The National Federation of Independent Business (NFIB) has released its latest COVID-19-related survey assessing the health crisis’ impact on small businesses. It reports that about one-in-five (21 percent) small businesses say they will have to close their doors if economic conditions don’t improve in the next six months.

Congress is currently negotiating additional financial support for small businesses after the initial Paycheck Protection Program (PPP) loan period expired on August 8. If eligible, 44 percent of small businesses surveyed said they would apply or re-apply for a second PPP loan with another 31 percent saying they would consider applying for one. Almost half of PPP loan borrowers (47 percent) anticipate needing additional financial support over the next 12 months.

“The health crisis is not impacting small businesses equally,” says Holly Wade, NFIB director of research and policy analysis. “Small businesses are adapting to the abrupt shifts in consumer spending, managing customer and employees’ health and safety, and complying with state and local mandates, which are all creating additional stress for small-business owners. Many of them still need more financial assistance just to keep their doors open and staff on payroll.”

The survey found that 84 percent of PPP borrowers have now used their entire loan, up from 71 percent in July. NFIB says that the remaining 16 percent of borrowers are likely not far behind on spending. Most PPP borrowers (81 percent) applied for the loan through the financial institution that they normally use for business purposes, and about 43 percent of borrowers plan to use the EZ form when applying for loan forgiveness.

It also notes that 35 percent of respondents have applied for an Economic Injury Disaster Loan (EIDL). Nearly three-quarters (74 percent) were approved for a loan and nine percent were denied; about 18 percent still have not heard yet about the status of their loan application. Of those who applied for an EIDL loan, 22 percent of loan applicants are “very satisfied” with the EIDL program overall and another 44 percent were “satisfied.”

Sales levels remain at 50 percent or less than they were pre-COVID for about one-in-five employers. Another 28 percent report sales levels of 50-74 percent from pre-crisis levels. Half (50%) are nearly back to where they were with some (14%) exceeding pre-COVID sales levels.

While 21 percent of small-business owners report they will have to close their doors if current economic conditions do not improve over the next six months, another 19 percent anticipate being able to operate no more than seven to 12 months under current economic conditions. However, over half (61 percent) are better situated and do not anticipate any near-term problems.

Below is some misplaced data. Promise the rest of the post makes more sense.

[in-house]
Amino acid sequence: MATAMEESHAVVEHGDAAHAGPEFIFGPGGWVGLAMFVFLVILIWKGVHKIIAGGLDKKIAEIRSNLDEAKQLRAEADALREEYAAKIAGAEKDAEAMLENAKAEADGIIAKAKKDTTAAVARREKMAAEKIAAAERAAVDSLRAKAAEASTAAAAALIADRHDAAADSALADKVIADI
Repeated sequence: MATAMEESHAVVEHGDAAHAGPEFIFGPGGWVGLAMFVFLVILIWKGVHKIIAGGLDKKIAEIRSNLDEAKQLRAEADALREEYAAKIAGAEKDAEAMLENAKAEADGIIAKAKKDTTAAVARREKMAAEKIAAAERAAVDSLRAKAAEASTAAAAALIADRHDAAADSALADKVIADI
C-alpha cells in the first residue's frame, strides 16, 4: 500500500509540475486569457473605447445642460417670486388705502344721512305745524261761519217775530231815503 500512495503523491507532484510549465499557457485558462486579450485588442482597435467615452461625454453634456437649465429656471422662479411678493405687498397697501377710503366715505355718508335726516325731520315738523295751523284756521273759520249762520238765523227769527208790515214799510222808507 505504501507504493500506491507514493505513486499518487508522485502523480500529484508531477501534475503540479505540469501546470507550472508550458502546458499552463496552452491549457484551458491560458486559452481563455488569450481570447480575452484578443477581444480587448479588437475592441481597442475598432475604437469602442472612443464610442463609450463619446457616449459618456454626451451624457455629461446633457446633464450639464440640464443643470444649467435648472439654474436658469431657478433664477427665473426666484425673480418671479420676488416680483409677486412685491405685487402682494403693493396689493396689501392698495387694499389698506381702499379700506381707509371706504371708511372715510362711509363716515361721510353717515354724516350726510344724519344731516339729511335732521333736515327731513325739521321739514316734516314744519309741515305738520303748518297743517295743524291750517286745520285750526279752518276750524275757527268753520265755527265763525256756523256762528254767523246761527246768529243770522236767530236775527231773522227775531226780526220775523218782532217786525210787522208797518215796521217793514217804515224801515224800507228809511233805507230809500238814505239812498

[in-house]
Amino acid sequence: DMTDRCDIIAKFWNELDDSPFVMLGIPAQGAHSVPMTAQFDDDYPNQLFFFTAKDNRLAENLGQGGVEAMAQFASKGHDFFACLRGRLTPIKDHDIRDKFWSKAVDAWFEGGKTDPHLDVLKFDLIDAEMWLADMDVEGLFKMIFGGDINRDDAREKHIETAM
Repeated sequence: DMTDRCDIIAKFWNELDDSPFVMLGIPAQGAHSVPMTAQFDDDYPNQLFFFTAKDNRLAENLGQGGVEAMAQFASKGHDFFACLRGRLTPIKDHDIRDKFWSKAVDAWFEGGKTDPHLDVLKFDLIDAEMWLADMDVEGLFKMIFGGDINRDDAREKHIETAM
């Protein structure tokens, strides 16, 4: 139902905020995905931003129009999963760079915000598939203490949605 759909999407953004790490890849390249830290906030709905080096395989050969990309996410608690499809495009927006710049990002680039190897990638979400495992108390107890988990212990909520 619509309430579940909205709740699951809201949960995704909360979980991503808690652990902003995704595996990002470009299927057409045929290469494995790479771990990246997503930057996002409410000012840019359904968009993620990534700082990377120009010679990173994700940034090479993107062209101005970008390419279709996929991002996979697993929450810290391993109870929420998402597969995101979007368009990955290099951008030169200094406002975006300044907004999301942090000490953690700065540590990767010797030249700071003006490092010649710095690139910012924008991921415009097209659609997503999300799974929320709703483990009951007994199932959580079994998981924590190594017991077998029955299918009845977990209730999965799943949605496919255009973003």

Most small-business owners do not expect business conditions to improve to normal levels until next year at the earliest, while 19 percent anticipate conditions improving to normal levels by the end of the year and six percent of owners say that conditions are back to normal now. Over half of owners (52 percent) anticipate it taking until sometime in 2021 and 20 percent believe sometime in 2022.

The CARES Act provision of supplemental unemployment insurance benefits through July 31 presented a significant challenge to some small-business owners. About one-third (32 percent) of small-business owners reported that the extra $600 per week has hurt their business by making it harder to hire or re-hire workers. However, the UI program has also helped support customer spending, with nine percent of owners feeling like they benefited from the program by putting more money in their customers’ pockets. Three percent of owners said they had to offer a higher wage to encourage a worker to come back to their job, and four percent reported having an employee agree to continue working but only with reduced hours in order to also receive the $600 per week benefit.

This publication marks NFIB’s 11th Small Business COVID-19 survey assessing the health crisis impact on small business operations, economic conditions, and utilization of the targeted small business loan programs. The first series was published in early March 2020 with subsequent publications every two to three weeks, found here. The full survey is available here.